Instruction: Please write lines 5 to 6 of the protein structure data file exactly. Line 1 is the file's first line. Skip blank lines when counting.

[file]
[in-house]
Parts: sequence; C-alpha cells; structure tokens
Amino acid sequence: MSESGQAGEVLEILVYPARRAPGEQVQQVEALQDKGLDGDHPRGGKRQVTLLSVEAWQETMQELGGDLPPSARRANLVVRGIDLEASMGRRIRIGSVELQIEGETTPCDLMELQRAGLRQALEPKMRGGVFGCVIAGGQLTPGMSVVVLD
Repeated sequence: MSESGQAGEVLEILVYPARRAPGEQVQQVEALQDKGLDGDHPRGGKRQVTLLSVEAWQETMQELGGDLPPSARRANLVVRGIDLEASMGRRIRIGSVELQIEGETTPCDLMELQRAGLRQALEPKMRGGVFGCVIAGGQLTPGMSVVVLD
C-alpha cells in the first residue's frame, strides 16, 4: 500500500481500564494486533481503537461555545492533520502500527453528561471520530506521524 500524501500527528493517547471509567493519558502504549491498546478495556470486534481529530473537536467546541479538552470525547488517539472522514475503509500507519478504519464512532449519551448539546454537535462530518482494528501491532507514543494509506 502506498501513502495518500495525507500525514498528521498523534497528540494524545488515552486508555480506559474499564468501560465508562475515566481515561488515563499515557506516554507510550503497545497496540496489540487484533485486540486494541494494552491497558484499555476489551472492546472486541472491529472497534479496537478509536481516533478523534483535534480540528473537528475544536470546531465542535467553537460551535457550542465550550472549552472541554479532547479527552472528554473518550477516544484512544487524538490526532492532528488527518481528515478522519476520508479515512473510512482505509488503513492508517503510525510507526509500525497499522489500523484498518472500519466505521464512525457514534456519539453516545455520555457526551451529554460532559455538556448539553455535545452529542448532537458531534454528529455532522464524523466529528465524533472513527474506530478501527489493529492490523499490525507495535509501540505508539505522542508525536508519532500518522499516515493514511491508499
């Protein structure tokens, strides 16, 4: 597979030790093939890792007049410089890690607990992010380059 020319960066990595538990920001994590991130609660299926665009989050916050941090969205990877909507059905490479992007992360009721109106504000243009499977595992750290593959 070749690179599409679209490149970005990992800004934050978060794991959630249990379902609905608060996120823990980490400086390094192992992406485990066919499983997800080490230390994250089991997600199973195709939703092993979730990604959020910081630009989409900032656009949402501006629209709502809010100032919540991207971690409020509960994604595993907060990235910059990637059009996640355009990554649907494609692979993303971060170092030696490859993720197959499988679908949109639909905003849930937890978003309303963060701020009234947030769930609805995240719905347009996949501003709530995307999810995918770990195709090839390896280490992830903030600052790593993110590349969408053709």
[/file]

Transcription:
C-alpha cells in the first residue's frame, strides 16, 4: 500500500481500564494486533481503537461555545492533520502500527453528561471520530506521524 500524501500527528493517547471509567493519558502504549491498546478495556470486534481529530473537536467546541479538552470525547488517539472522514475503509500507519478504519464512532449519551448539546454537535462530518482494528501491532507514543494509506 502506498501513502495518500495525507500525514498528521498523534497528540494524545488515552486508555480506559474499564468501560465508562475515566481515561488515563499515557506516554507510550503497545497496540496489540487484533485486540486494541494494552491497558484499555476489551472492546472486541472491529472497534479496537478509536481516533478523534483535534480540528473537528475544536470546531465542535467553537460551535457550542465550550472549552472541554479532547479527552472528554473518550477516544484512544487524538490526532492532528488527518481528515478522519476520508479515512473510512482505509488503513492508517503510525510507526509500525497499522489500523484498518472500519466505521464512525457514534456519539453516545455520555457526551451529554460532559455538556448539553455535545452529542448532537458531534454528529455532522464524523466529528465524533472513527474506530478501527489493529492490523499490525507495535509501540505508539505522542508525536508519532500518522499516515493514511491508499
């Protein structure tokens, strides 16, 4: 597979030790093939890792007049410089890690607990992010380059 020319960066990595538990920001994590991130609660299926665009989050916050941090969205990877909507059905490479992007992360009721109106504000243009499977595992750290593959 070749690179599409679209490149970005990992800004934050978060794991959630249990379902609905608060996120823990980490400086390094192992992406485990066919499983997800080490230390994250089991997600199973195709939703092993979730990604959020910081630009989409900032656009949402501006629209709502809010100032919540991207971690409020509960994604595993907060990235910059990637059009996640355009990554649907494609692979993303971060170092030696490859993720197959499988679908949109639909905003849930937890978003309303963060701020009234947030769930609805995240719905347009996949501003709530995307999810995918770990195709090839390896280490992830903030600052790593993110590349969408053709």